Monday, January 05, 2009

Review of 2008 in books

2008 in books

This post has taken me over a week to write! Who knew it would be so hard...

I started out by narrowing down the books I've read in 2008 to the 12 most influential on me over the whole year. They don't fit neatly into months but 12 still seemed like a good number.
  1. The Holographic Universeby Michael Talbot
  2. Erica White's Beat Candida Cookbook: Over 250 Recipes with a 4-point Plan for Attacking Candidiasis
  3. Wyrd Allies: Harnessing the Chaos in Your Relationshipsby Tom Graves
  4. Salad Plants for Your Garden (Plant Chooser)by Roger Philips & Martyn Rix
  5. Becoming Drusilla: One Life, Two Friends, Three Gendersby Richard Beard
  6. Watching the English: The Hidden Rules of English Behaviourby Kate Fox
  7. The No Diet Diet: Do Something Differentby Fletcher, Pine & Penman
  8. The Dog Listenerby Jan Fennell
  9. Choosing the Right Dog for You: Profiles of Over 200 Dog Breeds (Hamlyn Reference S.)by Gwen Bailey
  10. Don't Shoot the Dog!: The New Art of Teaching and Trainingby Karen Pryor
  11. The Power of Now: A Guide to Spiritual Enlightenmentby Eckhart Tolle
  12. The Illustrated Spirit of the Home: How to Make Your Home a Sanctuaryby Jane Alexander

I blogged reading this book in January.

I like the way The Holographic Universe helps me think about reality in a scientific sort of way that also happens to allow (maybe even explain) some of the weird stuff that I actually experience.

Weird stuff that all too often is rejected out of hand by "scientists". I put that in quotes since in my experience real scientists don't reject evidence, but plenty of people attempting to seem scientific will reject anything that doesn't fit with what they perceive to be the accepted scientific world view.

Luckily there have been people throughout history that, having noticed that whatever the current orthodoxy is doesn't fit with their own observations, have been brave enough to investigate - indeed many well-known scientists were such revolutionary thinkers e.g. Galileo & Darwin.

I didn't have this book, Erica White's beat candida cookbook, at the start of the year but I wish I had!

Talking of scientific orthodoxy - its the orthodox view that only people with severe immune problems (e.g. HIV/AIDS) are at serious risk from Candida overgrowth. Luckily in the alternative health world there are people who have experimented with how to reduce candidiasis in otherwise healthy people. This book is the consequence of such work.

My new year's resolution last year was to give up sugar and I did. One of the consequences of this was getting terrible insomnia and almighty aches and pains. It was only when I got this book that I even realised there might be a connection between having given up sugar and getting these problems and that they could be a consequence of Candida die-off. The insomnia in particular reduced my ability to think, I hope I'd have understood sooner if I'd been a little less tired! Though in that case I might have been tempted to go back to consuming sugar...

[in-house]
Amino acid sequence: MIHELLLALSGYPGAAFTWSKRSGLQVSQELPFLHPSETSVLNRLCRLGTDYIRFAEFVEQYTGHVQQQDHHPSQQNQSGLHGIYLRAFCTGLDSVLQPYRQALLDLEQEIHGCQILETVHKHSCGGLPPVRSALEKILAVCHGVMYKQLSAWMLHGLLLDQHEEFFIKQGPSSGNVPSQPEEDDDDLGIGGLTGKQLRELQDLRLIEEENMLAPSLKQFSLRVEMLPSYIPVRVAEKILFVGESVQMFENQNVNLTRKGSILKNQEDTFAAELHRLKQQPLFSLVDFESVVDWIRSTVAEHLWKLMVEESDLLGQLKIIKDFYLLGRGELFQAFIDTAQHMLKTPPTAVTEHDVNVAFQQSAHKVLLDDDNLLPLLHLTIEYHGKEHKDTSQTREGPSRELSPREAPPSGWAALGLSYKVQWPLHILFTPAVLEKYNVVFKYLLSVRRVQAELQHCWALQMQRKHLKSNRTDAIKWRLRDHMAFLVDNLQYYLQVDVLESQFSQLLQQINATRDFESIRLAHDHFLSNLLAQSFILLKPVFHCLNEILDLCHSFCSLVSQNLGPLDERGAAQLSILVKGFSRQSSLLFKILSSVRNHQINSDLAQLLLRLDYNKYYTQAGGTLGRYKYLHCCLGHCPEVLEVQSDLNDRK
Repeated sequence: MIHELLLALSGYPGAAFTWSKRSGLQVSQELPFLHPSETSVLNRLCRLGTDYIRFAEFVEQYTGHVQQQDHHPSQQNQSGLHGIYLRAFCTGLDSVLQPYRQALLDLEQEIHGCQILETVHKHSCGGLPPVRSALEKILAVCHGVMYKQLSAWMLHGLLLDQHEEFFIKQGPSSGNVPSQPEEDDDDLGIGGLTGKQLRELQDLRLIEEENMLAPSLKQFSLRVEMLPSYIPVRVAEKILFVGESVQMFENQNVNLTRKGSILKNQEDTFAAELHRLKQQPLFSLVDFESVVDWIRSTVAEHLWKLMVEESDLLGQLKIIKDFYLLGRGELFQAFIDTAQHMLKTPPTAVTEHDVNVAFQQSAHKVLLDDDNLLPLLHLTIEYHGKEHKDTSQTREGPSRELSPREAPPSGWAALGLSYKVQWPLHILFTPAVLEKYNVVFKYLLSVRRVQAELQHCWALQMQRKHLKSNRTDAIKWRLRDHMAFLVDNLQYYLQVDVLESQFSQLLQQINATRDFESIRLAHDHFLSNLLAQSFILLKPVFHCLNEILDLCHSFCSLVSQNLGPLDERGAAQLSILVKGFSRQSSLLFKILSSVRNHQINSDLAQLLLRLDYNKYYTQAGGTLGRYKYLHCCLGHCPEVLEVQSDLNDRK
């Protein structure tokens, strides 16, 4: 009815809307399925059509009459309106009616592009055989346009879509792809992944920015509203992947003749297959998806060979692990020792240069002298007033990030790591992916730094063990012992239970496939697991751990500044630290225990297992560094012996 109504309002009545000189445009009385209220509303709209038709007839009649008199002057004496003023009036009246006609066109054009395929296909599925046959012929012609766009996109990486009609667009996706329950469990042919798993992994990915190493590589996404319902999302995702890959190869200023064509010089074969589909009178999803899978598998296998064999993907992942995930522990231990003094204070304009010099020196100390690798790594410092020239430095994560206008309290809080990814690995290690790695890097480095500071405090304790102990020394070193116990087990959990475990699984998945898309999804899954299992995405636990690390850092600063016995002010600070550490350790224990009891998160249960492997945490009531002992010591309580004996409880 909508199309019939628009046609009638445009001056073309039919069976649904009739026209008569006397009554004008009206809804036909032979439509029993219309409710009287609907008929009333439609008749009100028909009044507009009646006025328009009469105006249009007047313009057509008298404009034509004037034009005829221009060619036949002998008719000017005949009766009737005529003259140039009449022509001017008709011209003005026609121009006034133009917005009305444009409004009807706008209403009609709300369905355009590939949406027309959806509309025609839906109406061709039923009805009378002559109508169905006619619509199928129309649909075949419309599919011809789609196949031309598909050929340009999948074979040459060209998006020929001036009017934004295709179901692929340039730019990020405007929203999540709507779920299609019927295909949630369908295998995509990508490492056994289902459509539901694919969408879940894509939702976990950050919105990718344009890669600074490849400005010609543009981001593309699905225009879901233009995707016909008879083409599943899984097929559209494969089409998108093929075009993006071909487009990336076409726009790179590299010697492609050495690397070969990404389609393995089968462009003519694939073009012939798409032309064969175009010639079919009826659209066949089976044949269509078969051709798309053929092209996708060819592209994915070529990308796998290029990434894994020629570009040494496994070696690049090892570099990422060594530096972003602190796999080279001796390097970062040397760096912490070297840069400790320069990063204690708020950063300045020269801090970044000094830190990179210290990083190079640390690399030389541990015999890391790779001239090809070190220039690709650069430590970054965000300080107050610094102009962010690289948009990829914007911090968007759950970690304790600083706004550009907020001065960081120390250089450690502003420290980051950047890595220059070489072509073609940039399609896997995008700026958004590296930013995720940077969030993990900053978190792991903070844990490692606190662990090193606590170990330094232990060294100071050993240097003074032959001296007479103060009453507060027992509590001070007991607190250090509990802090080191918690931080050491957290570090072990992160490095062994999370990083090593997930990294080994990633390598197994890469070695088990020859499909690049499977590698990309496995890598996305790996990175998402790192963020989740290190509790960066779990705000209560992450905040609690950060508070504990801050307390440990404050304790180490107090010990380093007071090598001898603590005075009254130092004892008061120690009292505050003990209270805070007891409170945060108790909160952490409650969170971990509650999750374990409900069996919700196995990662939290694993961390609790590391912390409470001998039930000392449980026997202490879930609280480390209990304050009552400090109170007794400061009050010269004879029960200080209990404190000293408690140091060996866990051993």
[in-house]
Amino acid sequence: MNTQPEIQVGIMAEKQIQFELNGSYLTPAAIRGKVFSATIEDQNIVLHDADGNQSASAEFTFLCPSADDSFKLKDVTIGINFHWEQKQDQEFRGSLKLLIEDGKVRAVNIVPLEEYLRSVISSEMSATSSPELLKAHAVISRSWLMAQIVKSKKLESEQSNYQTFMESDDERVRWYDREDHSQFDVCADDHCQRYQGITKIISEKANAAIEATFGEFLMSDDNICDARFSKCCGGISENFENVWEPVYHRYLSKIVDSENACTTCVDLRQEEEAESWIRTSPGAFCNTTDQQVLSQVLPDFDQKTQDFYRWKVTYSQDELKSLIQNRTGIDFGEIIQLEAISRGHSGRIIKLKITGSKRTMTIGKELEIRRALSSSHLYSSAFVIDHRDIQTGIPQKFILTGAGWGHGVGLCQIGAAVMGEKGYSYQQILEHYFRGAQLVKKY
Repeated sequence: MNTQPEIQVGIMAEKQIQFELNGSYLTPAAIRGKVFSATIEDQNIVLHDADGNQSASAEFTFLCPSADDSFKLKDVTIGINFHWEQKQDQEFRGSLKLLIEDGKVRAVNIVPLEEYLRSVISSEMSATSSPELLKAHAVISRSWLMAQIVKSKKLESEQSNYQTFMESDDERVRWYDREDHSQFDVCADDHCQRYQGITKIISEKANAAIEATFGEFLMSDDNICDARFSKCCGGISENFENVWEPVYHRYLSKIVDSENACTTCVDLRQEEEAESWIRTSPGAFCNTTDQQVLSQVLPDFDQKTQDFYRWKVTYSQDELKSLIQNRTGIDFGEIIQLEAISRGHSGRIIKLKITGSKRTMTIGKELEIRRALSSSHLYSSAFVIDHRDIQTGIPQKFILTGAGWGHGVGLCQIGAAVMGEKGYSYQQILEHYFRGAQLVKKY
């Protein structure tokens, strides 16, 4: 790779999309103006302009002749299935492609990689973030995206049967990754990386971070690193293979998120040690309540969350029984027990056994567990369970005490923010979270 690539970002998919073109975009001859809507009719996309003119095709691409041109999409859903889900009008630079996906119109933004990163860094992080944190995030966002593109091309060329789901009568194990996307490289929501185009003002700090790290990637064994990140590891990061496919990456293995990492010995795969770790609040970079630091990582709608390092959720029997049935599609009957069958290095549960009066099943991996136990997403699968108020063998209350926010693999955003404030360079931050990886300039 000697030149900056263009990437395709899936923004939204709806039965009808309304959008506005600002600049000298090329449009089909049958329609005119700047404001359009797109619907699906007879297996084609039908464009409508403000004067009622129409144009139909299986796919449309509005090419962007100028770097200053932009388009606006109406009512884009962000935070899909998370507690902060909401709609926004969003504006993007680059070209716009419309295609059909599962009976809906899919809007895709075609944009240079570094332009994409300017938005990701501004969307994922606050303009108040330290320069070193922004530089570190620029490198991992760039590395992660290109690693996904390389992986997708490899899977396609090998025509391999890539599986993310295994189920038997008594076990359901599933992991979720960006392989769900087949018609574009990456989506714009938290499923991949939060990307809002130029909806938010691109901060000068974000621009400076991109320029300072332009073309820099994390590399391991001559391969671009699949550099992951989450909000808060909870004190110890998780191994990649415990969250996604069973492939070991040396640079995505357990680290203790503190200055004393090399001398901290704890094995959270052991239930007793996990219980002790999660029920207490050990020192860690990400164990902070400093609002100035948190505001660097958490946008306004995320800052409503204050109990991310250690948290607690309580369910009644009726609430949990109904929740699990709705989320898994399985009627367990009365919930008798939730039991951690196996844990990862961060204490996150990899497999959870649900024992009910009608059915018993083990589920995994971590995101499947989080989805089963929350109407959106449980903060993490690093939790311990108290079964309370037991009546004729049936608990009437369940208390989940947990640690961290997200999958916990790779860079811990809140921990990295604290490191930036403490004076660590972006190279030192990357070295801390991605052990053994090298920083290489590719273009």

I'd had two main reasons for wishing to remove sugar from my diet - the first was that one of my aunts became diabetic and I'd rather not, the second was that I was suspicious that I had candidiasis which mostly manifested as a very white tongue in the mornings.

Luckily I stuck with it and am now both sugar free, pain free and pink-tongued. I now only get a white tongue if I have refined carbohydrates (e.g. white flour) or fruit. I haven't followed Erica White's advice entirely so I may yet have to go through some more Candida die-off... I really hope I don't... but if it happens at least I won't be wondering why.

Wyrd Allies I blogged enough about Wyrd Allies at the time.

Salad Plants: Jim and I spent a lot of time growing vegetables this year. In previous years we'd simply grown salad leaves and these were the most successful of the things we grew this year too.

If you have a windowsill to spare buy a packet of mixed salad leaves and plant them in a trough - water them enough (but don't waterlog them) and you are almost bound to succeed. (Windowsills are good because they tend not to host slugs or snails.)

We thought we were doing well with our tomato crop - indeed we ate quite a few - but the summer was so wet that we ended up with blight and had to remove the plants without harvesting most of the fruit.

Becoming Drusilla: Dru has a blog and is an active member of flickr.

This book was written about her and their changing relationship by her friend Richard Beard.

I thought it very interesting, thought-provoking and beautifully written.

It is also a travel book as it describes a hike through Wales.

Watching the English: Kate Fox is an anthropologist who has stayed home to observe the people and culture that surrounds her.

Its full of remarks about this or that in one's vocabulary marks one out as upper/ middle / working class... or even more precisely in some cases. Making fine distinctions between middle middle and middle lower or middle upper for instance.

For instance what do you call the large upholstered object upon which two or more people might sit and in which room is it?

My mother was far more class conscious than I am, I think. For instance we were only allowed to call her Mummy, not Mum. The word toilet was strongly discouraged in favour of lavatory and I moved to calling it a loo as I grew up.

Reading this book helped me get a bit more of a grip on the cultural programming that my childhood had subjected me to. And helped free me from some of the prejudices that came with it.

Poor Kate Fox admits she will not have drink mats or coasters in her house as these are such a non-U thing to have - she even had to claim her table surfaces weren't worth protecting... I happily admit to having lots - indeed it helped me realise I seem to collect them! Maybe I'll photograph some soon...